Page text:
- DOES GOOD FOR TV = GOOD FOR THE SPORT?

August 11, 2005
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by David K. Finucane
MMA has been enjoying a major upswing in the United States this past year. With the UFC’s pilot cable-TV project such a success; it earned an additional 2 seasons, a 6 times-per year live event, and a recurring recap show. The problem that arises now is one of quality fights: for years UFC President Dana White has been trumpeting the value of mixed martial arts as a true sport, not a barbaric slugfest a la Toughman.

MMA is about highly trained athletes applying their broad array of skills toward a myriad of possible ways of winning, not about two roughnecks throwing on gloves and swinging at one another until someone falls down. It is an amazing thing to behold in MMA, two fighters throwing caution to the wind and going for the win with everything they have, as Stephan Bonnar and Forrest Griffin did in their Ultimate Finale showdown. But it is not the rule of thumb for A Level fighters to get in the ring and just brawl, skill and training be-damned. There is a science behind MMA, and while sometimes it involves throwing leather-bombs like Chuck Liddell, many times it calls for composure, skill, and a resolute calm in the vein of Randy Couture’s in ring style.

In short, being considered an A Level Mixed Martial Artist means a fighter must be at the top of their game in nearly every aspect of the MMA game. But what if being that good, that experienced, and that well-trained could produce what looks like a boring fight for mainstream fans, like the match-up between Ivan Salaverry and Nathan Marquardt at the inaugural Ultimate Fight Night? That fight was certainly not the first un-action packed chess match between two highly skilled MMA fighters: Randy Couture vs. Tito Ortiz also comes to mind as a contest that looked more like a 5 round wrestling match than the action-packed all out combat the UFC advertises to be.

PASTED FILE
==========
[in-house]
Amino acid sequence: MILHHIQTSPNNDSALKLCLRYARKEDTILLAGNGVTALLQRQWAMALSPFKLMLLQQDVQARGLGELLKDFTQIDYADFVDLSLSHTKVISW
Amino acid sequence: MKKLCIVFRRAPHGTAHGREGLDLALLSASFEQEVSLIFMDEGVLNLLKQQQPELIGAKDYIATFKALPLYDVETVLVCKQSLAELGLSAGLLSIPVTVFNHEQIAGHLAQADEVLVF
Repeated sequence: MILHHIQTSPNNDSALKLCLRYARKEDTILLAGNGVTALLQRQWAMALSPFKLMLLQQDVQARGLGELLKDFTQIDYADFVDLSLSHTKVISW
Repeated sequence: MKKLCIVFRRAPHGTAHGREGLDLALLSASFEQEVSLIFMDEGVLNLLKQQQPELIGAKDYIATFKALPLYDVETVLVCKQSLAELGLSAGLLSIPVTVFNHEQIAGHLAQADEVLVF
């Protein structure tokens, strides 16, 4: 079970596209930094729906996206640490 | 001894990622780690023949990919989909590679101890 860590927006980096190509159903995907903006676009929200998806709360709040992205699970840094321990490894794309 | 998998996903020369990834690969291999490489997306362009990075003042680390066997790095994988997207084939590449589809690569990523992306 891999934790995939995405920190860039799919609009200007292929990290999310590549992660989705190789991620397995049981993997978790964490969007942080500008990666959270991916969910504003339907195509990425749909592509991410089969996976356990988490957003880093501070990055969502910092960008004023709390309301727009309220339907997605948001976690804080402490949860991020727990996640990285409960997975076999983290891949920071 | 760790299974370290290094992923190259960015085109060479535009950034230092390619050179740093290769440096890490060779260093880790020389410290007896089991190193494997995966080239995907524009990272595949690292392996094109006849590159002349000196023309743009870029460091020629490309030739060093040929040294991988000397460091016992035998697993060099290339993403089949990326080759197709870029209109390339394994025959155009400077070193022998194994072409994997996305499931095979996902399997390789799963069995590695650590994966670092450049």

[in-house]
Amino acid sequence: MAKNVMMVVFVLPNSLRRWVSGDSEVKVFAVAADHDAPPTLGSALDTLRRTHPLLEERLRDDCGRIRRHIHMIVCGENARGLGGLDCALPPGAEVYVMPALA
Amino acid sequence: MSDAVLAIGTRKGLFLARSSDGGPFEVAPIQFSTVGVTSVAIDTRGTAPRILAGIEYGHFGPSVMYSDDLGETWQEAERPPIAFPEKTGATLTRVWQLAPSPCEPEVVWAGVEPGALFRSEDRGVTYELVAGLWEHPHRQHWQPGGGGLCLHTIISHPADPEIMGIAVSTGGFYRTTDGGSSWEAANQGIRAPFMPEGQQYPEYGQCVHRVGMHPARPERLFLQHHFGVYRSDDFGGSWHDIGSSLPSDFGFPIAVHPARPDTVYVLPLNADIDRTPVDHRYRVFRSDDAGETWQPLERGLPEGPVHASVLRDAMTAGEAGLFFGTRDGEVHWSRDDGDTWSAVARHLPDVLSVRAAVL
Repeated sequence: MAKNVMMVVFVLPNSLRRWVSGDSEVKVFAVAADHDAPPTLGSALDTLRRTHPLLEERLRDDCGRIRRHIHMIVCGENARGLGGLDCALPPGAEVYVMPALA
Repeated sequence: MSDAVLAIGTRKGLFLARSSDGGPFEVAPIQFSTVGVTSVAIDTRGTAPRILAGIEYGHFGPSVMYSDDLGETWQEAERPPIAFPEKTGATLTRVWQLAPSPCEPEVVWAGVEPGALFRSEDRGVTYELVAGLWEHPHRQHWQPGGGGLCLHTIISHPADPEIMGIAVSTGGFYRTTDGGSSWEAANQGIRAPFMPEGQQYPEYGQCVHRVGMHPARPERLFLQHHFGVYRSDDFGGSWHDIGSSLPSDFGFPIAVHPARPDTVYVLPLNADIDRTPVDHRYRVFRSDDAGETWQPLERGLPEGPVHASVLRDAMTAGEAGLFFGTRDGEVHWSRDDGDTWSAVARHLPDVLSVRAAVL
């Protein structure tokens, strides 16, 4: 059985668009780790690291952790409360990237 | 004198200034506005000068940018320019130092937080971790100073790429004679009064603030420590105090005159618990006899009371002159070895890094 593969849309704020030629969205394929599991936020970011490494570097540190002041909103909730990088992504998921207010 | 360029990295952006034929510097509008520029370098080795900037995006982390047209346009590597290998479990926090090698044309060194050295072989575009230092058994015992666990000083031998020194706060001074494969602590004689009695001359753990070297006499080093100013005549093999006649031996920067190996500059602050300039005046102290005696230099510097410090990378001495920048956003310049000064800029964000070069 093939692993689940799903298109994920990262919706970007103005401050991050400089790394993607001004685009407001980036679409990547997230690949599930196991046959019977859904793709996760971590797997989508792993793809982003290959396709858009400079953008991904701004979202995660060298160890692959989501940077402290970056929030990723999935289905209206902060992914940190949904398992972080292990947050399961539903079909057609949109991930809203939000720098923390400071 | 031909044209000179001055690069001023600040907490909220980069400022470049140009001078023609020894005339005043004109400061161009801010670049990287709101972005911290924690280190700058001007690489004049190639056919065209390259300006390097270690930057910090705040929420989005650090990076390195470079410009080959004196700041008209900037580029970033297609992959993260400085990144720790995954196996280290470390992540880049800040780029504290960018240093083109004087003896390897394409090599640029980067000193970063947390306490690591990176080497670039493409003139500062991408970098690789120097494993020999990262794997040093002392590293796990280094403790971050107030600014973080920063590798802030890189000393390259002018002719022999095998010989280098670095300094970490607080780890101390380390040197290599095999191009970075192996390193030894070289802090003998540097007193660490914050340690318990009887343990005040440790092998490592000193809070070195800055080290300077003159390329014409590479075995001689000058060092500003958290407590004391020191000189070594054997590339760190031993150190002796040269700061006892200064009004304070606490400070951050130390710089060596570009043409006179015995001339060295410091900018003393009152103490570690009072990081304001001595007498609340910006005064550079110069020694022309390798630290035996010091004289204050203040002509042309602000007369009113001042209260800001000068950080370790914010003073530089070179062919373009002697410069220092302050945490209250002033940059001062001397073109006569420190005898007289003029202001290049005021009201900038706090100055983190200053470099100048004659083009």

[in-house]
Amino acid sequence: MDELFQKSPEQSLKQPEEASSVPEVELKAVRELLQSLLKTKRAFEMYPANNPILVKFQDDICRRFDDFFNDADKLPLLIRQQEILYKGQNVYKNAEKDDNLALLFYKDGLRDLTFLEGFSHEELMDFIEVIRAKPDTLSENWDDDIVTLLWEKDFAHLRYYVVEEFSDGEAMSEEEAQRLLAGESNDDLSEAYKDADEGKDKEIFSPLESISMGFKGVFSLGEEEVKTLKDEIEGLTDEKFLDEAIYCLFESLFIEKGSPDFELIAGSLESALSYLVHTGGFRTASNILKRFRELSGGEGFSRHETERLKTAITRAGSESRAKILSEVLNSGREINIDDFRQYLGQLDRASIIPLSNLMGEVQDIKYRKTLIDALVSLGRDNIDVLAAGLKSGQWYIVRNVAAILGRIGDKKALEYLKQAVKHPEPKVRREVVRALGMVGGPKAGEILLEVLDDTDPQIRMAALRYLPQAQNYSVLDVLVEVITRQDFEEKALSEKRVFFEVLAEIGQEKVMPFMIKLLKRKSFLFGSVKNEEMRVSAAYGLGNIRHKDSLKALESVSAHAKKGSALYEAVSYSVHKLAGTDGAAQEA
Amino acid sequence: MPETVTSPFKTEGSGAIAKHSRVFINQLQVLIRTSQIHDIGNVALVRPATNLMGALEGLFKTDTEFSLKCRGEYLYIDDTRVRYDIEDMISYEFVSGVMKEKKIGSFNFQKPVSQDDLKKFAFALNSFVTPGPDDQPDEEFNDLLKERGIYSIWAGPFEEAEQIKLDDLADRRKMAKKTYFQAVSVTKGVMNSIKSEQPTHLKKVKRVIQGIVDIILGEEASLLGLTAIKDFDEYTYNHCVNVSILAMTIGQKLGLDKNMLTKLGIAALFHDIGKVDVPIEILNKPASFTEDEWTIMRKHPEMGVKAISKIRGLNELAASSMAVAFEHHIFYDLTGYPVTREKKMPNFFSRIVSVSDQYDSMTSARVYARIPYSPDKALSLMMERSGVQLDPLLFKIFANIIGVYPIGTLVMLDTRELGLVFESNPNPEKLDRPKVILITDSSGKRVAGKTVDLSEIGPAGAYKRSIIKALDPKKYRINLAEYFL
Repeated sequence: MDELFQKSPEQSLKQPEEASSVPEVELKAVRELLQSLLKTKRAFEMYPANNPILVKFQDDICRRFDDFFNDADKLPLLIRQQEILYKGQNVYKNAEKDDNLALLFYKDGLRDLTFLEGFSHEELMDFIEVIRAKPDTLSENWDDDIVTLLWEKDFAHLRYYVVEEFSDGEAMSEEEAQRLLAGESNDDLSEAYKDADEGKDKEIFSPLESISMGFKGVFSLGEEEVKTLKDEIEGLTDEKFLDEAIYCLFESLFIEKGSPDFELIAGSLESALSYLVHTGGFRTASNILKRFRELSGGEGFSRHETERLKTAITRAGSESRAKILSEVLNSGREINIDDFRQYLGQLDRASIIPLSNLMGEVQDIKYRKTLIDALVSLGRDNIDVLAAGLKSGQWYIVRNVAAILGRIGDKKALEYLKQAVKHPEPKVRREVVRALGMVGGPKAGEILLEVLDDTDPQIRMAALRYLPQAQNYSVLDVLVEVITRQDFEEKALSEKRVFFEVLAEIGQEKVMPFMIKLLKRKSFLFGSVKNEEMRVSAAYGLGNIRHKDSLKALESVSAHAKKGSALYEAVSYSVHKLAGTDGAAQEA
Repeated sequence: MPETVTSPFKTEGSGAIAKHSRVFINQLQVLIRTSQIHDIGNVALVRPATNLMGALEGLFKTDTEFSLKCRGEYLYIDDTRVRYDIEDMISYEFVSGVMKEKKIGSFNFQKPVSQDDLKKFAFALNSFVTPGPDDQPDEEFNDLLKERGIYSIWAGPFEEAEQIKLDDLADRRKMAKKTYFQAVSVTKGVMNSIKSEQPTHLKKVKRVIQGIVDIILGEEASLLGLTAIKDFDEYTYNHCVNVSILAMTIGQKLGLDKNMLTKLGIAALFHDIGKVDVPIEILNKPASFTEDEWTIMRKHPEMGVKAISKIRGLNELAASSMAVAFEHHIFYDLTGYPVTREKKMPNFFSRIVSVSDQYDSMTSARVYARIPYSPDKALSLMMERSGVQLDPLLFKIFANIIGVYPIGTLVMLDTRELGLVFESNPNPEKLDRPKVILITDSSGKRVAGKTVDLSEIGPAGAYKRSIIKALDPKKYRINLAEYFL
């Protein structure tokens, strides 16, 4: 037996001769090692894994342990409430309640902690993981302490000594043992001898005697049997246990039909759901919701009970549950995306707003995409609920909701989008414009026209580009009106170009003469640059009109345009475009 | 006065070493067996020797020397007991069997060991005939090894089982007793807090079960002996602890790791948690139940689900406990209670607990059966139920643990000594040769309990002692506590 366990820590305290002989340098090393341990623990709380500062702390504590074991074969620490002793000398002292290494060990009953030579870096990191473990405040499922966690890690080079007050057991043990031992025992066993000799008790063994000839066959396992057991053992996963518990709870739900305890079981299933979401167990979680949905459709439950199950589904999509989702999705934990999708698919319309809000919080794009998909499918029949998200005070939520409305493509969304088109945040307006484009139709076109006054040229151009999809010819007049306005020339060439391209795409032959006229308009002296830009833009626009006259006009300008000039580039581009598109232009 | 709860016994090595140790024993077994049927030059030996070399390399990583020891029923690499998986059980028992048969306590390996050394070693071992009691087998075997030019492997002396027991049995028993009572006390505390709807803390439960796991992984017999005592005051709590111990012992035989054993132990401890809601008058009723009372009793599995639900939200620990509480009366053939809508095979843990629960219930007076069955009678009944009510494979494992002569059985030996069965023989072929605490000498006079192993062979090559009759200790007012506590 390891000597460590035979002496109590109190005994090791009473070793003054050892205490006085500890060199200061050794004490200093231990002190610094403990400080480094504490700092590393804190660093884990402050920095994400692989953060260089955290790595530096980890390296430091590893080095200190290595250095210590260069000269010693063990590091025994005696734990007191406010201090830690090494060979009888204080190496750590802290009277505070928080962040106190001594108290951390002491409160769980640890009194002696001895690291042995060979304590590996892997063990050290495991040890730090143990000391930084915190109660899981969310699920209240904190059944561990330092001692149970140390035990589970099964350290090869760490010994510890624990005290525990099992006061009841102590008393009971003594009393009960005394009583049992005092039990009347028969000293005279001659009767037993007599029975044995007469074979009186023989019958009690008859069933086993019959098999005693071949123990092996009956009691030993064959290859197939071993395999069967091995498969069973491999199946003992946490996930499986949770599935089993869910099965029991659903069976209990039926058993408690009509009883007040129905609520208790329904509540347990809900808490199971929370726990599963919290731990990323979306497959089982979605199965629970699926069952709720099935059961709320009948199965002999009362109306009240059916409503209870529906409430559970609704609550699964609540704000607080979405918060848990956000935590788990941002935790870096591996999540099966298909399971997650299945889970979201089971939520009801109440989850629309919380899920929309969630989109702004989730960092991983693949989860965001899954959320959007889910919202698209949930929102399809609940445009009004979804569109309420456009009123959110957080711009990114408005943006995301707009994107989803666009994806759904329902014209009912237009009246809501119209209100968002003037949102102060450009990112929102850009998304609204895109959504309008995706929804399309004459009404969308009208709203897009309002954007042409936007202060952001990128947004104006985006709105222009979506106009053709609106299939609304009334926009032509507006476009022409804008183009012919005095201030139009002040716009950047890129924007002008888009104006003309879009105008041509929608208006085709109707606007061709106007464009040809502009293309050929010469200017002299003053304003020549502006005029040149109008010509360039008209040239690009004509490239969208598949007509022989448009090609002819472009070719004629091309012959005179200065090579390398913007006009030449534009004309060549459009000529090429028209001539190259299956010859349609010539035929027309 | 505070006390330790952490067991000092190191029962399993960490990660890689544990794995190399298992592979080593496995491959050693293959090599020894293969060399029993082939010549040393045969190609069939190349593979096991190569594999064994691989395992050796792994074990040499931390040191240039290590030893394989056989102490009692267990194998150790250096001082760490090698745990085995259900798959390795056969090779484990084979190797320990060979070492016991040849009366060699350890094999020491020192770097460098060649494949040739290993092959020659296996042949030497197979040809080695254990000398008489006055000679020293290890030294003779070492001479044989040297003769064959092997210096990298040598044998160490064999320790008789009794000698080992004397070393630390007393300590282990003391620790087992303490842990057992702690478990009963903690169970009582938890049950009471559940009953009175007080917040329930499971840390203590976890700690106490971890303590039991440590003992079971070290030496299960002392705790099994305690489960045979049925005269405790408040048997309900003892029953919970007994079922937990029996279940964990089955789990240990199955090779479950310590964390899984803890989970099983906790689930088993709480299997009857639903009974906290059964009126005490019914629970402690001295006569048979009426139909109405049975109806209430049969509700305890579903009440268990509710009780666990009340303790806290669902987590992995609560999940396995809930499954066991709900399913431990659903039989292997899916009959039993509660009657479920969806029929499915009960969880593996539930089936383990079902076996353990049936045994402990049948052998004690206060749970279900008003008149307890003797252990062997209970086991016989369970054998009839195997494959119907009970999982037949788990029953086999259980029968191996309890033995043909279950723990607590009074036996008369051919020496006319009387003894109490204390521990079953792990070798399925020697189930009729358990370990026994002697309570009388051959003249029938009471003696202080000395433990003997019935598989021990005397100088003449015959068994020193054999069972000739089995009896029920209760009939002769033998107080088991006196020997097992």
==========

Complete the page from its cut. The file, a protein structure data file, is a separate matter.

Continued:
The Couture vs. Ortiz match-up gave MMA an undisputed Light Heavyweight Champion and helped Randy Couture gain more steam on the second leg of his legendary MMA career. The technical battle between Nate Marquardt and Ivan Salaverry earned the latter nothing… not even a return trip to the octagon. Salaverry is out, just like that. 3 fights in 9 months, and after one fight that didn’t involve the decisive finishes he is known for, Ivan is kaput.

Is this the start of a trend to keep the new mainstream-ready UFC light on its feet for TV? Is the message White is sending to his fighters: “Holster your years of experience, training and hard work and instead duke it out like unpolished sailors in a bar at “last call”? There is a name for those brawls: Toughman. Is Dana abandoning his years of effort to see the UFC and MMA recognized as a sport in order to gain mainstream acceptance by coercing his fighters to just brawl?

Salaverry vs. Marquardt was pulled from future re-airings of Ultimate Fight Night and replaced with Kenny Florian vs. Alex Karalexis. The battle of the Bostonians was a war of attrition, a great stand-up scrap between gutsy fighters who just plain threw down. Fans new and old are lucky to be seeing the match many called the most action packed of the night. But only at the cost of scrubbing the actual main event and the technical display put on my Salaverry/Marquardt.

I can only hope this is not the start of a trend, that the UFC is not moving in the direction of pushing less skilled, brawl type fighters to gain the quick fix, fleeting appreciation of fly-by-night mainstream fans at the expense of more technical, seasoned fighters.

The thoughts and views expressed within this article do not necessarily reflect those of MMAWeekly.com.

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